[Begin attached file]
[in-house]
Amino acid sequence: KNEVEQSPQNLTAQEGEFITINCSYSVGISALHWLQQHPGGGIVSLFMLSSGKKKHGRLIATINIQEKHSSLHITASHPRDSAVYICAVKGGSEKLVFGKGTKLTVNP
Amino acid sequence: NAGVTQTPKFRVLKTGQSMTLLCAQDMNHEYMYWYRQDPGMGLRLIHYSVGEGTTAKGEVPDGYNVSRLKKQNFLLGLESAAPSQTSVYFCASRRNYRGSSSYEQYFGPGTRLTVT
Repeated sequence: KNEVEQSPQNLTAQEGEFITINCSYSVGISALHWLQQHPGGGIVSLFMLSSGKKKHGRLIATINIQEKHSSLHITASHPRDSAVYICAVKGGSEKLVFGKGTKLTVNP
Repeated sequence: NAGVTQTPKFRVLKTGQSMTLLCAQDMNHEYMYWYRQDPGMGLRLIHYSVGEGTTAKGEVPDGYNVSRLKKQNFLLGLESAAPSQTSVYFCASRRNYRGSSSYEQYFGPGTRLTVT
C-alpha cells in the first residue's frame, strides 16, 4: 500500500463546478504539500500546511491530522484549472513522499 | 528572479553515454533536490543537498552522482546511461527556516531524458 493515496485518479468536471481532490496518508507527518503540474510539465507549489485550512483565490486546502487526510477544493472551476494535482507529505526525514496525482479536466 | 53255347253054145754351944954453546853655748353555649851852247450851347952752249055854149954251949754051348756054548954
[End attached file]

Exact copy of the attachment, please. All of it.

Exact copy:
[in-house]
Amino acid sequence: KNEVEQSPQNLTAQEGEFITINCSYSVGISALHWLQQHPGGGIVSLFMLSSGKKKHGRLIATINIQEKHSSLHITASHPRDSAVYICAVKGGSEKLVFGKGTKLTVNP
Amino acid sequence: NAGVTQTPKFRVLKTGQSMTLLCAQDMNHEYMYWYRQDPGMGLRLIHYSVGEGTTAKGEVPDGYNVSRLKKQNFLLGLESAAPSQTSVYFCASRRNYRGSSSYEQYFGPGTRLTVT
Repeated sequence: KNEVEQSPQNLTAQEGEFITINCSYSVGISALHWLQQHPGGGIVSLFMLSSGKKKHGRLIATINIQEKHSSLHITASHPRDSAVYICAVKGGSEKLVFGKGTKLTVNP
Repeated sequence: NAGVTQTPKFRVLKTGQSMTLLCAQDMNHEYMYWYRQDPGMGLRLIHYSVGEGTTAKGEVPDGYNVSRLKKQNFLLGLESAAPSQTSVYFCASRRNYRGSSSYEQYFGPGTRLTVT
C-alpha cells in the first residue's frame, strides 16, 4: 500500500463546478504539500500546511491530522484549472513522499 | 528572479553515454533536490543537498552522482546511461527556516531524458 493515496485518479468536471481532490496518508507527518503540474510539465507549489485550512483565490486546502487526510477544493472551476494535482507529505526525514496525482479536466 | 53255347253054145754351944954453546853655748353555649851852247450851347952752249055854149954251949754051348756054548954